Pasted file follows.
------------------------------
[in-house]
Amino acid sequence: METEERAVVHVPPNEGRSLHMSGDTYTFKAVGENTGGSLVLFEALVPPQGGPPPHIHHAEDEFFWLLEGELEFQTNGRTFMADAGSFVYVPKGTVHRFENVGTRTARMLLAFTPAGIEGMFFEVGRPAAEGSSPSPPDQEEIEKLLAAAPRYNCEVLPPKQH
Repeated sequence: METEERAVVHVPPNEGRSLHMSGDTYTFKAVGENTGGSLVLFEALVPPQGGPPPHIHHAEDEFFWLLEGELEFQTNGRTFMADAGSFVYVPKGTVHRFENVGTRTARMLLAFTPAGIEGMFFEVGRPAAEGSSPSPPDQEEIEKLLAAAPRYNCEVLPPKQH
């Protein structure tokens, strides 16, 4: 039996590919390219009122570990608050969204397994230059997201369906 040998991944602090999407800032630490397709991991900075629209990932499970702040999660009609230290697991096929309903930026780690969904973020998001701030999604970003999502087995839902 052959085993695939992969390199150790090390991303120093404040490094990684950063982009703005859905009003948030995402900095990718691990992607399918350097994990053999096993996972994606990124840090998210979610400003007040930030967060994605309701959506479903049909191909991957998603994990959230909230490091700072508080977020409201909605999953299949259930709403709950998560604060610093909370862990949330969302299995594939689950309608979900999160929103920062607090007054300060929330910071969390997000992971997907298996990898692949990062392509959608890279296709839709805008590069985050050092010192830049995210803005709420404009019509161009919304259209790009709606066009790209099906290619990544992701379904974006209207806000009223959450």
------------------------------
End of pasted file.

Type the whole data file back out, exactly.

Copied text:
[in-house]
Amino acid sequence: METEERAVVHVPPNEGRSLHMSGDTYTFKAVGENTGGSLVLFEALVPPQGGPPPHIHHAEDEFFWLLEGELEFQTNGRTFMADAGSFVYVPKGTVHRFENVGTRTARMLLAFTPAGIEGMFFEVGRPAAEGSSPSPPDQEEIEKLLAAAPRYNCEVLPPKQH
Repeated sequence: METEERAVVHVPPNEGRSLHMSGDTYTFKAVGENTGGSLVLFEALVPPQGGPPPHIHHAEDEFFWLLEGELEFQTNGRTFMADAGSFVYVPKGTVHRFENVGTRTARMLLAFTPAGIEGMFFEVGRPAAEGSSPSPPDQEEIEKLLAAAPRYNCEVLPPKQH
């Protein structure tokens, strides 16, 4: 039996590919390219009122570990608050969204397994230059997201369906 040998991944602090999407800032630490397709991991900075629209990932499970702040999660009609230290697991096929309903930026780690969904973020998001701030999604970003999502087995839902 052959085993695939992969390199150790090390991303120093404040490094990684950063982009703005859905009003948030995402900095990718691990992607399918350097994990053999096993996972994606990124840090998210979610400003007040930030967060994605309701959506479903049909191909991957998603994990959230909230490091700072508080977020409201909605999953299949259930709403709950998560604060610093909370862990949330969302299995594939689950309608979900999160929103920062607090007054300060929330910071969390997000992971997907298996990898692949990062392509959608890279296709839709805008590069985050050092010192830049995210803005709420404009019509161009919304259209790009709606066009790209099906290619990544992701379904974006209207806000009223959450």